The Pensions Regulator has fined an employer £350,000 for failing to re-enrol staff into its workplace pension scheme.
Despite warnings from the regulator, the employer, who has not been named, allowed penalties from the TPR to accrue before correctly re-enrolling staff into the company pension scheme and paying the right contributions.
Employers have a duty to re-enrol staff who have left the pension scheme back into it every three years.
The company, which has more than 5,000 staff, has now re-enrolled more than 40 staff and paid over £100,000 of backdated pension contributions.
The backdated payments, which were in addition to the £350,000 fine, covered both the re-enrolment failure and incorrect contributions which affected more than 2,000 staff.
TPR director of automatic enrolment Darren Ryder said the size of the fine was rare as many employers now considered auto-enrolment to be part of running a business.
Mr Ryder said: “We do not want to fine businesses, we want them to meet their legal duties and we are here to help them do this.”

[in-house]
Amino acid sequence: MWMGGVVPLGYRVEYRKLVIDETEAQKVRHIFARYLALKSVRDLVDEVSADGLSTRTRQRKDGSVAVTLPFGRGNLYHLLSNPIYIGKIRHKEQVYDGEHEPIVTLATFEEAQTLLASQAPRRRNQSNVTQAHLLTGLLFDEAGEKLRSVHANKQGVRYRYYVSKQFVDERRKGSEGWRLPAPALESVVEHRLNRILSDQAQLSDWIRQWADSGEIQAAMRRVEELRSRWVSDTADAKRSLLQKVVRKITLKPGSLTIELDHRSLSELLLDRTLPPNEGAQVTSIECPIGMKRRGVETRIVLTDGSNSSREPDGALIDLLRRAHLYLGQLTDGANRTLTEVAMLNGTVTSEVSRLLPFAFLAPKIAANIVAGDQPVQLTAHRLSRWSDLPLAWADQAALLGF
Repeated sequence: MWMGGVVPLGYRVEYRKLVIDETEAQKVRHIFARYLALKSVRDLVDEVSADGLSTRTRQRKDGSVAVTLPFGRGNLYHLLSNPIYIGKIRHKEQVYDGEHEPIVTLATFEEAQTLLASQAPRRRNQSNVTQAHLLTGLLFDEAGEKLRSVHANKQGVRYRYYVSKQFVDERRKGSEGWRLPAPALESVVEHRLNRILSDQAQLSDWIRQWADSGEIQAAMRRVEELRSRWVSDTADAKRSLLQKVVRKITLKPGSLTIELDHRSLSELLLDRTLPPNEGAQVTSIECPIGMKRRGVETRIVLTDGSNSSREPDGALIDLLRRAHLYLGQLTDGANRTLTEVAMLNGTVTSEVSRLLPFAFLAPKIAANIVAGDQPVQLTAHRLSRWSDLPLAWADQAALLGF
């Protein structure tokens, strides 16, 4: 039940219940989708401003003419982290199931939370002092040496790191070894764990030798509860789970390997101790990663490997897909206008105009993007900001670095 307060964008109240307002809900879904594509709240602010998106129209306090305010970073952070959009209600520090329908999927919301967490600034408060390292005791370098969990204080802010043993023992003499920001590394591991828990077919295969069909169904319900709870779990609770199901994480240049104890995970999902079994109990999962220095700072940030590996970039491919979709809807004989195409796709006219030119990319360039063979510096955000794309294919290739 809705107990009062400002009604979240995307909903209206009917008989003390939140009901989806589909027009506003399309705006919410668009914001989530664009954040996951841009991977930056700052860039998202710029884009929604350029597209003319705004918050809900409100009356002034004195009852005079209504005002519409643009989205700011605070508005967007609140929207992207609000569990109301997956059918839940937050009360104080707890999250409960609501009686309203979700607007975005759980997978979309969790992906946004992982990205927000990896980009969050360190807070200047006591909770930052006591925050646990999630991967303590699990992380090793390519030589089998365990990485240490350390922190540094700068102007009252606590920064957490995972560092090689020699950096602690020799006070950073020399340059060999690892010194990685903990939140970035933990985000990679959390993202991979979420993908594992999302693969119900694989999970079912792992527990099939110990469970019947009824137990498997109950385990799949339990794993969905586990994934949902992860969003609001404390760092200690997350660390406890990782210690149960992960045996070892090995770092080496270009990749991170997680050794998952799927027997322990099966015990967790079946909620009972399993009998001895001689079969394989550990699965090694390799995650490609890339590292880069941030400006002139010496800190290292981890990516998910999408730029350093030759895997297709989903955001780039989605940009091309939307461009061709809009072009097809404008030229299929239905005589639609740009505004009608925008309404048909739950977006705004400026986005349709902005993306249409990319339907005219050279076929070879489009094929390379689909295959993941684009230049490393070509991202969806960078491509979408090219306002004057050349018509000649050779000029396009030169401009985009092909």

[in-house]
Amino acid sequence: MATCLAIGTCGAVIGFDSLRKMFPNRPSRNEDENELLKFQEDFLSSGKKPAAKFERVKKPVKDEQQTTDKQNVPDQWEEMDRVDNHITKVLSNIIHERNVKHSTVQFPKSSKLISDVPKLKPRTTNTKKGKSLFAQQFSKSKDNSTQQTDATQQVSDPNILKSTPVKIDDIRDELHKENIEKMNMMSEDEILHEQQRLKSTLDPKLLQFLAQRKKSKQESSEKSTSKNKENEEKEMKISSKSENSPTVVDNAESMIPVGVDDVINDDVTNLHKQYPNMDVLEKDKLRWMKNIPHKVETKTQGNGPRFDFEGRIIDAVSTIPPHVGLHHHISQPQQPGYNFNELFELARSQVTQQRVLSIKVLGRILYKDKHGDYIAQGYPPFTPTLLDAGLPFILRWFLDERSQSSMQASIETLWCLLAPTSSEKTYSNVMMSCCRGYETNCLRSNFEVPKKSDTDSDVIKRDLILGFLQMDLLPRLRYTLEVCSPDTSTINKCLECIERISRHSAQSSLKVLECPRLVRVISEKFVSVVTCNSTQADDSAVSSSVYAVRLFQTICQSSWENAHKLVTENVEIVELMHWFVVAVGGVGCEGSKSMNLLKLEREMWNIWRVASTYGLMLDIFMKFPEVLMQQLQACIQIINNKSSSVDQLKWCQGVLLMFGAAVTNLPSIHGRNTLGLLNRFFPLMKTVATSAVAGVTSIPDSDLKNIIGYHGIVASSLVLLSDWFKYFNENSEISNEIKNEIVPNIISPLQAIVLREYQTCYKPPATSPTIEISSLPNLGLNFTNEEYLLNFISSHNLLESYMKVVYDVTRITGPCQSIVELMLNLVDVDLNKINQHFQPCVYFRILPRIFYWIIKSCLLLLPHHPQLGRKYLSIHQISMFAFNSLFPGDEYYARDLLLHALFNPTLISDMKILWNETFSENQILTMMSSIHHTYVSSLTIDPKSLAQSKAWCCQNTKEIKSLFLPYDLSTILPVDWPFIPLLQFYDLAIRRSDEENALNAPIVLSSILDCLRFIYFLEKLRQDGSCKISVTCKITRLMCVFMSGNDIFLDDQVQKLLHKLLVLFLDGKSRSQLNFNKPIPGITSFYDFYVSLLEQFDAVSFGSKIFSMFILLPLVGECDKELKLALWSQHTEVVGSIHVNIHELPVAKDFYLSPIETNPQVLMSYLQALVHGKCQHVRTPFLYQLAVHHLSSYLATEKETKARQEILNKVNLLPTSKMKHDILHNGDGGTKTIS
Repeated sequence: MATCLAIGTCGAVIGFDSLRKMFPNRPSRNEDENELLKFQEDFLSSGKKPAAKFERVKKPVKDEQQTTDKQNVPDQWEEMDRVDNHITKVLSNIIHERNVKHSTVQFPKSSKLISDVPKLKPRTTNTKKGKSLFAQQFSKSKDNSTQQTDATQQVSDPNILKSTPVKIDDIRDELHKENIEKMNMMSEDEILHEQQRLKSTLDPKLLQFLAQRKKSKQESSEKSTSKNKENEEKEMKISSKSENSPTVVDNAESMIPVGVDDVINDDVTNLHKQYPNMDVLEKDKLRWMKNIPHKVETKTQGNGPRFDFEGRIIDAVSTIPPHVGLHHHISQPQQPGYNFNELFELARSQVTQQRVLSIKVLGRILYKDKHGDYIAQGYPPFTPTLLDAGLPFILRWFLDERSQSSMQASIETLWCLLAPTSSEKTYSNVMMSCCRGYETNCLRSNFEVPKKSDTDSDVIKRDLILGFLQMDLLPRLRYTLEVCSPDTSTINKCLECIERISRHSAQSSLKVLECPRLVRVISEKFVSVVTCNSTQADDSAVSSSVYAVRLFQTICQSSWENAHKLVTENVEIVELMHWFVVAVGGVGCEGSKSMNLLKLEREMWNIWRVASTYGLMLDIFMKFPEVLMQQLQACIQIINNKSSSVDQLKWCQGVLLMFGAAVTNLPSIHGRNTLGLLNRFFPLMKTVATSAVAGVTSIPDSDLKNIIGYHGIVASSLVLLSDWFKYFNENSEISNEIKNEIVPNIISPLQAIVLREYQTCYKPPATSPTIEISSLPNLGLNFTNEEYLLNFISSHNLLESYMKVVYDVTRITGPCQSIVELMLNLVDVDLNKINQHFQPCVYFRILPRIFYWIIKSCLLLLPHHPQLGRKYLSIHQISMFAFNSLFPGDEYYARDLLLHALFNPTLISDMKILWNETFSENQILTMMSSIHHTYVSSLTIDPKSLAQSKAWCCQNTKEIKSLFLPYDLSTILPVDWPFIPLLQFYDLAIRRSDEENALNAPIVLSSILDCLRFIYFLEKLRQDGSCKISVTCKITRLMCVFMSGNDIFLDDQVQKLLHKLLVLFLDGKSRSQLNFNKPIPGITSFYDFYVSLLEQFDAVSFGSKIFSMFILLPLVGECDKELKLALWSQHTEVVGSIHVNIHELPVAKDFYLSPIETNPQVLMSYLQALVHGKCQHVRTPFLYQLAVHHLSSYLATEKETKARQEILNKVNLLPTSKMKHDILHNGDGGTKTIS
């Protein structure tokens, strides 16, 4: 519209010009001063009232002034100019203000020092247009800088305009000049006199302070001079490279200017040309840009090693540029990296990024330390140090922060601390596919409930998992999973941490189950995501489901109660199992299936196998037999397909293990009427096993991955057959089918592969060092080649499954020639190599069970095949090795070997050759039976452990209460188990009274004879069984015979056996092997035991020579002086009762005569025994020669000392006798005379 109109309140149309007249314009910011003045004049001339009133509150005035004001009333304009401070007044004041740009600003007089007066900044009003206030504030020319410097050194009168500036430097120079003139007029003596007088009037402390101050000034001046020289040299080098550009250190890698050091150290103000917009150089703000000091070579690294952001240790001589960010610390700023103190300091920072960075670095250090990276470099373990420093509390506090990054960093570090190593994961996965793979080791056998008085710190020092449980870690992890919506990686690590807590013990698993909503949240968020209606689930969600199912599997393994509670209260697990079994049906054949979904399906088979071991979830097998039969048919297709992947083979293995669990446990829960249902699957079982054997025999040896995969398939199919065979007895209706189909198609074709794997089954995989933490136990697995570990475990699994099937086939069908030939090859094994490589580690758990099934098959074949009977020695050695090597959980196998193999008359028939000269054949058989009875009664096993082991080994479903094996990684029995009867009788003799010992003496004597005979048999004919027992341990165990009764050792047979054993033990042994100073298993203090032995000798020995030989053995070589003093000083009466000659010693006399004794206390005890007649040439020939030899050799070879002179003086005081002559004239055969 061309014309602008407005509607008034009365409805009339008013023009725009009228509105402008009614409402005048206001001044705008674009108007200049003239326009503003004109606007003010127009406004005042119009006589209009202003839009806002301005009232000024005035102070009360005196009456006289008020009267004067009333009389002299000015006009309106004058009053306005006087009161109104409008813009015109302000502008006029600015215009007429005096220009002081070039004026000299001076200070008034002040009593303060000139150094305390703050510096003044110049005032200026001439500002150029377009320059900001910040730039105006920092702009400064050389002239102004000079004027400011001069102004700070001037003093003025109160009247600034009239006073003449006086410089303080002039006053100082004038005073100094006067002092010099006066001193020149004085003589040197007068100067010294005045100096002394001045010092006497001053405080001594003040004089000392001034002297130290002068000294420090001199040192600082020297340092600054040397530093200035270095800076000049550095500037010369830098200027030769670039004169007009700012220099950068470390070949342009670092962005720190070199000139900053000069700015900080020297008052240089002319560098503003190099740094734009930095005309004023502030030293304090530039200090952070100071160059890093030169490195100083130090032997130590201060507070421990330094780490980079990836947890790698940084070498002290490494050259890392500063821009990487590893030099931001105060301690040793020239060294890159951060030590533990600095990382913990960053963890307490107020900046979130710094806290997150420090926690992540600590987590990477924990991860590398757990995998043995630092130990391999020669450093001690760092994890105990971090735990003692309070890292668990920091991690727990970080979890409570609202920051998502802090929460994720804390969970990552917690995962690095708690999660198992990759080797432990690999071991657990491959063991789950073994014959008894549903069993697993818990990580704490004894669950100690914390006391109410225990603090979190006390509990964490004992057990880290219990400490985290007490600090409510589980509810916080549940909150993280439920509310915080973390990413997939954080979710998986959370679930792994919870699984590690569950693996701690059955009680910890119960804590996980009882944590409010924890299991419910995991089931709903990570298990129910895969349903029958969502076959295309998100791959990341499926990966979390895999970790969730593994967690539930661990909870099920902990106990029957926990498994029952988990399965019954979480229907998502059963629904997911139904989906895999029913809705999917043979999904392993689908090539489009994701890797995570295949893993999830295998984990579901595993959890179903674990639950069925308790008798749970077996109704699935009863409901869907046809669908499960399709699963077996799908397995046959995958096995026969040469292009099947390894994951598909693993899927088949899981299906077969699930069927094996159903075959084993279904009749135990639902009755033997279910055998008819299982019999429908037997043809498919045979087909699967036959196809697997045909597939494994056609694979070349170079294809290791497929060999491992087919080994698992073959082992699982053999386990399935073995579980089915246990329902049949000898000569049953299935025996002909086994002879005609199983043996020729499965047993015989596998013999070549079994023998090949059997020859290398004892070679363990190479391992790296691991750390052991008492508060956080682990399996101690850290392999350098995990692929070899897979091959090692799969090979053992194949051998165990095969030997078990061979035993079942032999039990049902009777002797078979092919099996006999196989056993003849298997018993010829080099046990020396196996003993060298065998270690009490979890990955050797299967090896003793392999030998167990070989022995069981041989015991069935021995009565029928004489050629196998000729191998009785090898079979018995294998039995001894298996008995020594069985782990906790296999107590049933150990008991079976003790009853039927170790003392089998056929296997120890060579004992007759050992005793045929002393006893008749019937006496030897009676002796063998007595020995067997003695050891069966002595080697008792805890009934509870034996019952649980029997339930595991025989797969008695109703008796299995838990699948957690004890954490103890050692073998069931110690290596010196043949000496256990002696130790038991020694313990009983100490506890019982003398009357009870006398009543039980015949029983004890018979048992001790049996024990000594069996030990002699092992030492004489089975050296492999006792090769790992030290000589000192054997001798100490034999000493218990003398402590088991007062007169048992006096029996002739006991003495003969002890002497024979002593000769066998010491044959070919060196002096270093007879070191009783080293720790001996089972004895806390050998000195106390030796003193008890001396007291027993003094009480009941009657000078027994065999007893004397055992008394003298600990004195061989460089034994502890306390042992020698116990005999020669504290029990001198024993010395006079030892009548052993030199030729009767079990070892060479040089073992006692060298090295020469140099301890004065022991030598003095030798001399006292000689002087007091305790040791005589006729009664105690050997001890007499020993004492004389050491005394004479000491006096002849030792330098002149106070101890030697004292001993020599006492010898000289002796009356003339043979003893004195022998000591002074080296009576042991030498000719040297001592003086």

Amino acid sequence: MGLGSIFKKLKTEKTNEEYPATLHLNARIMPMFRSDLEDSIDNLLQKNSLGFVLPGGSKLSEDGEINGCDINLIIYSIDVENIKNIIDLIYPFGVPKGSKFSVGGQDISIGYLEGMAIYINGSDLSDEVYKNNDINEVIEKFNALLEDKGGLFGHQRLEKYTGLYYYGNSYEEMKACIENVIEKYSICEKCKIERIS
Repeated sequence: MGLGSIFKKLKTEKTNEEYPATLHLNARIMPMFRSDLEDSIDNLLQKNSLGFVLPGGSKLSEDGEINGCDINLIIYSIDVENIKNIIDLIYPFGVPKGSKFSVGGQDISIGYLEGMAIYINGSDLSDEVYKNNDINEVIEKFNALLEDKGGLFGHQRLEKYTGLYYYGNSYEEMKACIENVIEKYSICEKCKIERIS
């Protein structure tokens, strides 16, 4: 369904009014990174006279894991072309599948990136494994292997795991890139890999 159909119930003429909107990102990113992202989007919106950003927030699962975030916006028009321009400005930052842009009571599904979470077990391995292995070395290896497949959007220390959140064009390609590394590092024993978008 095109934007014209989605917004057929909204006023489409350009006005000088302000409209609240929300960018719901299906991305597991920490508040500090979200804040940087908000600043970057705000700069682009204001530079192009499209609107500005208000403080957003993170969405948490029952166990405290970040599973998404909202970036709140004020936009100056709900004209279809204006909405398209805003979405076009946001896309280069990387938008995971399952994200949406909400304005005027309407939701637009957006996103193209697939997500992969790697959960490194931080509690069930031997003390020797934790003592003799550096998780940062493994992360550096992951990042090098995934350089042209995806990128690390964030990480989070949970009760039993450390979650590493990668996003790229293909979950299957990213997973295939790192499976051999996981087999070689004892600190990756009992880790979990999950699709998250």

He added: “This case also demonstrates it’s vital to carry out both ongoing duties and re-enrolment correctly.
“We will take action to ensure that not only are staff put into a pension but they continue to receive the correct contributions on an ongoing basis, and that those who opt out are re-enrolled correctly and given their right to start saving.”
Last month (July 19), FTAdviser reported that TPR was only able to collect £8.9m, or 13 per cent, of the £68.6m in penalties issued during 2018-19 under auto-enrolment.
According to its annual report and accounts, there was a 37 per cent increase in fines issued to employers for not complying with their duties in this area, amounting to 49,032 penalty notices.
The regulator had not been able to collect £20.1m in fines but stated it had "proactively sought payment of any outstanding penalties" and this work would continue.
From the total of £68.6m in fines TPR decided to not pursue £9.2m, as some of these penalties were written off and others were considered to be in remission.
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